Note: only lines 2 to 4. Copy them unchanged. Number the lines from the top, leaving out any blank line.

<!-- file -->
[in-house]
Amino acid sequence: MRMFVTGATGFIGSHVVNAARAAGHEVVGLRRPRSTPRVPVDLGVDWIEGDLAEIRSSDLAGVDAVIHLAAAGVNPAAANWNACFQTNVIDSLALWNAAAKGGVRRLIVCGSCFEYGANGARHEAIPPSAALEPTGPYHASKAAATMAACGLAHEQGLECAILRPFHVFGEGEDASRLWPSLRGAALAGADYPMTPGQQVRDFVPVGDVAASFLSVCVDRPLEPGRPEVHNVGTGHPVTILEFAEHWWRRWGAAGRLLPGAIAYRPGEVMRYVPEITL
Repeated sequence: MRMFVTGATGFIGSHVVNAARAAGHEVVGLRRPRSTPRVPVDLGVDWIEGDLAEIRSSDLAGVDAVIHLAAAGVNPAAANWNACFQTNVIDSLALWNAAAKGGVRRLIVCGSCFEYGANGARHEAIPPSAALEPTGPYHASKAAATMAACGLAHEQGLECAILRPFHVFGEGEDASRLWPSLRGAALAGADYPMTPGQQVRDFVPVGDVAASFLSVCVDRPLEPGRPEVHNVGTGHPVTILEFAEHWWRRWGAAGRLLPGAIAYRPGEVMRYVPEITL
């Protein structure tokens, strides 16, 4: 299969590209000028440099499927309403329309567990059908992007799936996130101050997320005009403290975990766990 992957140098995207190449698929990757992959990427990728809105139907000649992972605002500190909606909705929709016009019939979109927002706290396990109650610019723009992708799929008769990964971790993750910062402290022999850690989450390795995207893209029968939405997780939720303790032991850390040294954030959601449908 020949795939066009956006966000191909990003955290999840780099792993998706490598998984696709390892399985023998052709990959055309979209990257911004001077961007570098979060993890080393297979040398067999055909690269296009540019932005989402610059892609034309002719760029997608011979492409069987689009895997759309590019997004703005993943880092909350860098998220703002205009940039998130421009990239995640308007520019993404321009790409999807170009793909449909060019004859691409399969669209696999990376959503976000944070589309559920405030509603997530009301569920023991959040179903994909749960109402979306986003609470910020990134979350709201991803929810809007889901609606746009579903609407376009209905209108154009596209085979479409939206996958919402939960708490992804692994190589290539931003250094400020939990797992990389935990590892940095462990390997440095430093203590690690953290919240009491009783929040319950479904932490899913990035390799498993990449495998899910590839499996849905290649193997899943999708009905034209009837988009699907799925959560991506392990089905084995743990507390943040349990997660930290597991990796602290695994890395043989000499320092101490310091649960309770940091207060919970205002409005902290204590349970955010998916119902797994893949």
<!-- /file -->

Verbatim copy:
Amino acid sequence: MRMFVTGATGFIGSHVVNAARAAGHEVVGLRRPRSTPRVPVDLGVDWIEGDLAEIRSSDLAGVDAVIHLAAAGVNPAAANWNACFQTNVIDSLALWNAAAKGGVRRLIVCGSCFEYGANGARHEAIPPSAALEPTGPYHASKAAATMAACGLAHEQGLECAILRPFHVFGEGEDASRLWPSLRGAALAGADYPMTPGQQVRDFVPVGDVAASFLSVCVDRPLEPGRPEVHNVGTGHPVTILEFAEHWWRRWGAAGRLLPGAIAYRPGEVMRYVPEITL
Repeated sequence: MRMFVTGATGFIGSHVVNAARAAGHEVVGLRRPRSTPRVPVDLGVDWIEGDLAEIRSSDLAGVDAVIHLAAAGVNPAAANWNACFQTNVIDSLALWNAAAKGGVRRLIVCGSCFEYGANGARHEAIPPSAALEPTGPYHASKAAATMAACGLAHEQGLECAILRPFHVFGEGEDASRLWPSLRGAALAGADYPMTPGQQVRDFVPVGDVAASFLSVCVDRPLEPGRPEVHNVGTGHPVTILEFAEHWWRRWGAAGRLLPGAIAYRPGEVMRYVPEITL
């Protein structure tokens, strides 16, 4: 299969590209000028440099499927309403329309567990059908992007799936996130101050997320005009403290975990766990 992957140098995207190449698929990757992959990427990728809105139907000649992972605002500190909606909705929709016009019939979109927002706290396990109650610019723009992708799929008769990964971790993750910062402290022999850690989450390795995207893209029968939405997780939720303790032991850390040294954030959601449908 020949795939066009956006966000191909990003955290999840780099792993998706490598998984696709390892399985023998052709990959055309979209990257911004001077961007570098979060993890080393297979040398067999055909690269296009540019932005989402610059892609034309002719760029997608011979492409069987689009895997759309590019997004703005993943880092909350860098998220703002205009940039998130421009990239995640308007520019993404321009790409999807170009793909449909060019004859691409399969669209696999990376959503976000944070589309559920405030509603997530009301569920023991959040179903994909749960109402979306986003609470910020990134979350709201991803929810809007889901609606746009579903609407376009209905209108154009596209085979479409939206996958919402939960708490992804692994190589290539931003250094400020939990797992990389935990590892940095462990390997440095430093203590690690953290919240009491009783929040319950479904932490899913990035390799498993990449495998899910590839499996849905290649193997899943999708009905034209009837988009699907799925959560991506392990089905084995743990507390943040349990997660930290597991990796602290695994890395043989000499320092101490310091649960309770940091207060919970205002409005902290204590349970955010998916119902797994893949």